Proving, once again, that no generalization holds for long, it is not true in all cases that business owners have to know their numbers. Sometimes they don’t.
For example, when things are going extremely well. You’ve got a good cash balance, no debt, happy customers, healthy growth, and a happy team? Then you’re okay. Focus on doing more of what you do that’s working. Pay somebody to watch the cash and know the numbers. Relax.
But that’s an exceptional case. That’s not normal. As soon as you get back to normal, as a business owner, you can’t sleep well — and you haven’t earned it — until you know the core numbers by heart.
- Gross margin: sales less cost of sales. And not just for the whole business, but for each of the main lines of sales. Cost of sales means direct cost. The bookstore needs to know what it pays to buy the books. Anybody making products needs to know what each unit costs.
- Burn rate: what’s your normal spending level. Add up your whole spending including all the payroll, overhead, purchases, all of it. How much money do you spend each month? That’s your burn rate. You know it instantly.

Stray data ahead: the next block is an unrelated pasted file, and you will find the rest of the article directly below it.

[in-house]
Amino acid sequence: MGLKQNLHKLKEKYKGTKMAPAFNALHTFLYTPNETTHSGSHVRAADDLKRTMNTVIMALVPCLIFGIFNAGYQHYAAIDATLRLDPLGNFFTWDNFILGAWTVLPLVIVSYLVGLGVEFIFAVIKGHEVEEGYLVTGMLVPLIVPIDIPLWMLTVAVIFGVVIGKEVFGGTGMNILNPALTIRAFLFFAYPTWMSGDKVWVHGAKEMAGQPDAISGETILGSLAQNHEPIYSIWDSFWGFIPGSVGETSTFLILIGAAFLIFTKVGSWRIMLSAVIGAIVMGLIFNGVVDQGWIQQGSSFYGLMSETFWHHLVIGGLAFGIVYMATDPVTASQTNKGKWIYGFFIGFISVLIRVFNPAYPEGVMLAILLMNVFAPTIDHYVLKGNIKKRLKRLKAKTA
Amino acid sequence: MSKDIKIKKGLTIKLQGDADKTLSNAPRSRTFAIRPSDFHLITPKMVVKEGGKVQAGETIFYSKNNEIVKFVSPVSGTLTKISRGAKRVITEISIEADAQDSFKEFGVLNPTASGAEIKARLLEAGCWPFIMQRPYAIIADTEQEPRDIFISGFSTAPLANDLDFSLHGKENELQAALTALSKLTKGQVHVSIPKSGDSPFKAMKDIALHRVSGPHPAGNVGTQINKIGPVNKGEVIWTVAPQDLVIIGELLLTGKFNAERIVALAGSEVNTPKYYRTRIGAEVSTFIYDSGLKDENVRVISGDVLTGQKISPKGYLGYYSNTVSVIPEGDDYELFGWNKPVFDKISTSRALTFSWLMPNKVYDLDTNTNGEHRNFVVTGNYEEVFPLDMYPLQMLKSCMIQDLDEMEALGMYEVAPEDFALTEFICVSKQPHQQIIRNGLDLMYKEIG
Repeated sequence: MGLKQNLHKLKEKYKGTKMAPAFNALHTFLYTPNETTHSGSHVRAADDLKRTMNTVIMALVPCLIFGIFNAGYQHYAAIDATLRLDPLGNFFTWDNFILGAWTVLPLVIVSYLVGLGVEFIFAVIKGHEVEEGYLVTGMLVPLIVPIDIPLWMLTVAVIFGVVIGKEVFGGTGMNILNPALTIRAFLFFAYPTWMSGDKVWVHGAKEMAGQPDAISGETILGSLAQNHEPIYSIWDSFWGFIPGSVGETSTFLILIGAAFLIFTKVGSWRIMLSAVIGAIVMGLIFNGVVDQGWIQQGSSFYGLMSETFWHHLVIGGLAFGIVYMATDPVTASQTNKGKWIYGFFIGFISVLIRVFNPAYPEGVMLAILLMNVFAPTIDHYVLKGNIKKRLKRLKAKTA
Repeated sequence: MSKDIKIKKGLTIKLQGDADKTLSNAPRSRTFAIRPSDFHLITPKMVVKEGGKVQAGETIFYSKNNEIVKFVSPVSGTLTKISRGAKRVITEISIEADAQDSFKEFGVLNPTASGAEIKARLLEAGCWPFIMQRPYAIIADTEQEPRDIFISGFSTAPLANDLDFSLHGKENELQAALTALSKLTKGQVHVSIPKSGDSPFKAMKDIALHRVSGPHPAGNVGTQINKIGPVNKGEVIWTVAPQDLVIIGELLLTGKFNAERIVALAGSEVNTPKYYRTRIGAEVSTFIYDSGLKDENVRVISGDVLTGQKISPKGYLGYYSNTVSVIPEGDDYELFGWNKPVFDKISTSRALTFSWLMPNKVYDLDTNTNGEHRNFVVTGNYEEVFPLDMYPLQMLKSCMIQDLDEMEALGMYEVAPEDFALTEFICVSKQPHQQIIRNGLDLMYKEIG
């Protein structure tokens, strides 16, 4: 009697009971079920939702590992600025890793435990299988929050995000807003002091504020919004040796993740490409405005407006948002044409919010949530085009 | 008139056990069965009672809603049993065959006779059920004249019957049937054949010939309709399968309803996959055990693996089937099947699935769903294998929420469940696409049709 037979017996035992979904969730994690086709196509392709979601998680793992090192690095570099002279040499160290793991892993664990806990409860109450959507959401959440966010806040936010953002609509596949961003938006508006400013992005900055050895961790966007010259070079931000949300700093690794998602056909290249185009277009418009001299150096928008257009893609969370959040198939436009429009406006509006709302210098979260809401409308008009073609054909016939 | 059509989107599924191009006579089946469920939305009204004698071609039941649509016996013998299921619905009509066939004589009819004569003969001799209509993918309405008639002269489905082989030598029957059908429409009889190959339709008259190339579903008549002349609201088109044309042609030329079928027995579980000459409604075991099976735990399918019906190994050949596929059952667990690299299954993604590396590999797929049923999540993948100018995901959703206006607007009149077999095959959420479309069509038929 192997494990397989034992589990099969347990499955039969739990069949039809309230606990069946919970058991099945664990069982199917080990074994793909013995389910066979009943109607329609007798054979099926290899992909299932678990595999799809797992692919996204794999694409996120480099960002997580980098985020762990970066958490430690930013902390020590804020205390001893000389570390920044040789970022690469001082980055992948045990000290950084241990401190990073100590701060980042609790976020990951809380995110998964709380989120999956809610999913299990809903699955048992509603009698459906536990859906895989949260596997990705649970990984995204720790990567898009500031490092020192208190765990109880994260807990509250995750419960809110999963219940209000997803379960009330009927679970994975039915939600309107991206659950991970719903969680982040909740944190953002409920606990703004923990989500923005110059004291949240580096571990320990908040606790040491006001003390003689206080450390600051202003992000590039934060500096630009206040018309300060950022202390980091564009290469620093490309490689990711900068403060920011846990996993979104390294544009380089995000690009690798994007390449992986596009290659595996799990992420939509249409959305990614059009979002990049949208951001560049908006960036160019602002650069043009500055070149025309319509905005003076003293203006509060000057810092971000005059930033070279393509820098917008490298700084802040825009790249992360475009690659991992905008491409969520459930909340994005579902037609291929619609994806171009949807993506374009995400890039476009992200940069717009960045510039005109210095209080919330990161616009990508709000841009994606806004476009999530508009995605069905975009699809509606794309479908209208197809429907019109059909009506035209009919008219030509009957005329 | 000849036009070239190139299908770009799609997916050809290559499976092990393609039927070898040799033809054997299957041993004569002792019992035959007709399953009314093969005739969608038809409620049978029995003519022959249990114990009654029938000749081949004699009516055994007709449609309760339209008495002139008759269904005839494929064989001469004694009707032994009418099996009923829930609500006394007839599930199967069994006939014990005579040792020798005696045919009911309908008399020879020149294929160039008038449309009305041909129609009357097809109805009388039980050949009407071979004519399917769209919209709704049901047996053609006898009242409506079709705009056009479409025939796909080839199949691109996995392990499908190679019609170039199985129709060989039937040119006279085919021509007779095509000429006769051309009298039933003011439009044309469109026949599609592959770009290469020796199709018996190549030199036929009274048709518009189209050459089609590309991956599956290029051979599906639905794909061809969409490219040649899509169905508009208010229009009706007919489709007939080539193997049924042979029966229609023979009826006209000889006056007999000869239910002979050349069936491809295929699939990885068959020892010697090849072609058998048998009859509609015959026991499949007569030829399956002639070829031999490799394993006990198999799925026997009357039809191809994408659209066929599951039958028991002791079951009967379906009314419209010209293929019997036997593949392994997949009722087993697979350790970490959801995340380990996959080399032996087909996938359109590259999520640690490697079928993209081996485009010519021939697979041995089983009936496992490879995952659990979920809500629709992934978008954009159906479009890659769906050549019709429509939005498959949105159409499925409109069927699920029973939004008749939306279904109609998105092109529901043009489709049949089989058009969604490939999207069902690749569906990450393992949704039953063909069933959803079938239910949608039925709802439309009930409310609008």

- Cash balance. Obviously. I put it here because it belongs, but unless you’re one of those rare cash-only businesses, you have to also know what you’re owed (receivables) and what you owe (payables) in the near future. Because the cash balance is going to change.
- What’s on the horizon. If you’re going to need to change locations, invest in a new product line, develop a new product, invest in new equipment, you have to know that.
The best peace of mind, frankly, is a huge cash balance, and all those factors that I ticked off in the second paragraph above. But even then, shouldn’t you be reinvesting some of that in more marketing or better product? The second best peace of mind is knowing that sales are covering the burn rate and increasing, and you are owed more than you owe, and you’re covering your future with smart spending. And growing your business.